Bronze Age 'grave daggers' were actually used to butcher animals

The 10 daggers, along with a map showing the area of their discovery
The 10 daggers, along with a map showing the area of their discovery. (Image credit: Newcastle University)

Prehistoric daggers long thought to be non-functional ceremonial objects interred in warriors' graves were actually used to slaughter and butcher animals during the early fourth millennium B.C, a new study suggests.

Numerous copper-alloy daggers have been unearthed in Bronze Age warriors' graves across Europe, along with other weapons, and archaeologists previously speculated that the daggers may have served as status symbols. 

But scientists used a new analysis method on a set of 10 daggers, found in Pragatto, Italy in 2017, to reveal evidence that the tools had a more practical purpose.

The new analysis "enabled the world's first extraction of organic residues," which revealed "for the first time, how these objects were used, for what tasks, and on what materials," researchers from Newcastle University in the U.K. said in a statement.

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The new research process uses a type of diagnostic dye called Pico-Sirius Red solution (PSR) to stain any organic residue that remains on the daggers, and scientists then examine this under a variety of different microscopes (including optical, digital and electron) to determine if any remains are still on the blade and if they are likely human or animal. 

Through this process, the research team was able to determine that there were traces of type I and type II collagen (a protein found in skin, tissue and bone, according to Healthline), bone, muscle and bundle tendon fibers from numerous animals, the researchers wrote in the study, published April 12 in the journal Scientific Reports. This suggests that the knives were used multiple times for different purposes, including slaughtering livestock and carving meat from the bone.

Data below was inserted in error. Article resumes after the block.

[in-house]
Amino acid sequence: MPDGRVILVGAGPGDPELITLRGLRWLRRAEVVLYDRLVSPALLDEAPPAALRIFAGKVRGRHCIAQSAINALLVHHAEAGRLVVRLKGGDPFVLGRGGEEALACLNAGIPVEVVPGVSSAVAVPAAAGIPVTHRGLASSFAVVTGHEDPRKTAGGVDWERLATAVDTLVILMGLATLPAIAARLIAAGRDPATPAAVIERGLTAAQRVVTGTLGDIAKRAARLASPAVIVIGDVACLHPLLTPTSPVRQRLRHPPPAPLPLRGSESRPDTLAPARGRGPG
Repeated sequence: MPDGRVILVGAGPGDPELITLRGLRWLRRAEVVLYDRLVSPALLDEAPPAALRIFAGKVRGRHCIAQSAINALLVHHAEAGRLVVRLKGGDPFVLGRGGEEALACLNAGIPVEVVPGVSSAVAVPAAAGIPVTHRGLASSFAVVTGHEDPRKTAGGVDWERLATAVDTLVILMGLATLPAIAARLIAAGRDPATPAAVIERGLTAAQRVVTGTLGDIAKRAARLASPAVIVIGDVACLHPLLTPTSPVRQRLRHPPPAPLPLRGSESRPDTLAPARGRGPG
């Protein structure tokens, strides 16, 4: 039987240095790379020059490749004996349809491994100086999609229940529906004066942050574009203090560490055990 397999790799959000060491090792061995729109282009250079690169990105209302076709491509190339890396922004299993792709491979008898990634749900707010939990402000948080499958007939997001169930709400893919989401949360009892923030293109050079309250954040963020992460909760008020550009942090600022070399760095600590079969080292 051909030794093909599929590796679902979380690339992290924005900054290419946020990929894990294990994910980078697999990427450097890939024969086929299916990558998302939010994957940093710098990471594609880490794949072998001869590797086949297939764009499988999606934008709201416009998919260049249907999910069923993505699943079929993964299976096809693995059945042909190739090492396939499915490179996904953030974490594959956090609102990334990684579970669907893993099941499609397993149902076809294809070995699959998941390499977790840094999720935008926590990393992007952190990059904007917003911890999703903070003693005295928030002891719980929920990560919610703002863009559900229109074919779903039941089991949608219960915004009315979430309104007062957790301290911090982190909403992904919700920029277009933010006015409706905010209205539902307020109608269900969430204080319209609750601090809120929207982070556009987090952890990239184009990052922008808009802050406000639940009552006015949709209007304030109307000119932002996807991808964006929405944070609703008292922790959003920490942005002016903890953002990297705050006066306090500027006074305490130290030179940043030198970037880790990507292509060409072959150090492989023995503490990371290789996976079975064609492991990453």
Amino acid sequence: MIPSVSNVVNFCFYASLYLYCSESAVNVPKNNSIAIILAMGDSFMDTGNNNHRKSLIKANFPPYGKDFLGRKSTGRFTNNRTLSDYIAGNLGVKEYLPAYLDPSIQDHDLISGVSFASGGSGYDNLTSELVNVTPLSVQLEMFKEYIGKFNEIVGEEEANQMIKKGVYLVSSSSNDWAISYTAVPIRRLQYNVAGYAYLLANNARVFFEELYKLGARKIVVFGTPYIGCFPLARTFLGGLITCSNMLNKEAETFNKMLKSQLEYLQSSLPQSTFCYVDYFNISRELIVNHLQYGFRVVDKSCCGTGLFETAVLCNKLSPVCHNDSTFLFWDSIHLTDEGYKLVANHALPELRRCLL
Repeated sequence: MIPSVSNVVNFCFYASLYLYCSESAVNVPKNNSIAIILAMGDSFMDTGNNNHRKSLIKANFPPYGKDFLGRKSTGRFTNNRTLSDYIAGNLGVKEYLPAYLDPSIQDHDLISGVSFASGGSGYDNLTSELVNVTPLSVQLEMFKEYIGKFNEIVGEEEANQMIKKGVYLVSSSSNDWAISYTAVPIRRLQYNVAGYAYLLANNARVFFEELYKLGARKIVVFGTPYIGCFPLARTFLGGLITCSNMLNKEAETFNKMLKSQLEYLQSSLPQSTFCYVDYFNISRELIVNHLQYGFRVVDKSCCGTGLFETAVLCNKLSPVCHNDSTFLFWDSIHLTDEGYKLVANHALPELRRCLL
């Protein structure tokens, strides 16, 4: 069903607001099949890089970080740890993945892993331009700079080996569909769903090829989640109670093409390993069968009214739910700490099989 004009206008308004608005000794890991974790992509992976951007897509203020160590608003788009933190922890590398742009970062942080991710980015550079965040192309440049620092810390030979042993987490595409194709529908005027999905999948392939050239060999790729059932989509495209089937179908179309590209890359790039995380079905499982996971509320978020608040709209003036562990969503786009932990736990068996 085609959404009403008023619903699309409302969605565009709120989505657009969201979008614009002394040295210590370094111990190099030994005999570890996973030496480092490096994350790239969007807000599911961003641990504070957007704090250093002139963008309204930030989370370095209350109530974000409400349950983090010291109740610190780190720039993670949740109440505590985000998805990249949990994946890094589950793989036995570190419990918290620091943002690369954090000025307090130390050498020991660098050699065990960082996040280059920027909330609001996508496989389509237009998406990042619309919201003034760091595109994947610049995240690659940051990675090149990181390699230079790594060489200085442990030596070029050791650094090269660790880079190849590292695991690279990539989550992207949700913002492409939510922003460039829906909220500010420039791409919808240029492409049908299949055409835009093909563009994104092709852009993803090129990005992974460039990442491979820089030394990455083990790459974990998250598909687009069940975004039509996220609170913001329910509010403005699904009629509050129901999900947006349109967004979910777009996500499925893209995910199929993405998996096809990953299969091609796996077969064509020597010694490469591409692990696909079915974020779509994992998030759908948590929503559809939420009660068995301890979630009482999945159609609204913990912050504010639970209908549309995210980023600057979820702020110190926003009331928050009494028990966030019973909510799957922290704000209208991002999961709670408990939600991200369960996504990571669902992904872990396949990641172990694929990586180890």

The researchers then independently validated their findings with a microwear analysis (a process of recording wear traces on artifacts, according to Texas Beyond History) on butchered animal remains from other Bronze Age sites, as these bones  frequently have metal cut marks on them, the team wrote in the paper. 

The team also utilized the skills of a bronzesmith and obtained a large number of replicas of different Bronze Age daggers and knives. They then compared the residue on these with that of the original daggers and saw that they matched. 

"The research has revealed that it is possible to extract and characterize organic residues from ancient metals," Andrea Dolfini, a senior lecturer in later prehistory at Newcastle University said in the statement. "The possibilities are endless, and so are the answers that the new method can and will provide in the future."

Originally published on Live Science.

Callum McKelvie
Features Editor

Callum McKelvie is features editor for All About History Magazine. He has a both a Bachelor and Master's degree in History and Media History from Aberystwyth University. He was previously employed as an Editorial Assistant publishing digital versions of historical documents, working alongside museums and archives such as the British Library. He has also previously volunteered for The Soldiers of Gloucestershire Museum, Gloucester Archives and Gloucester Cathedral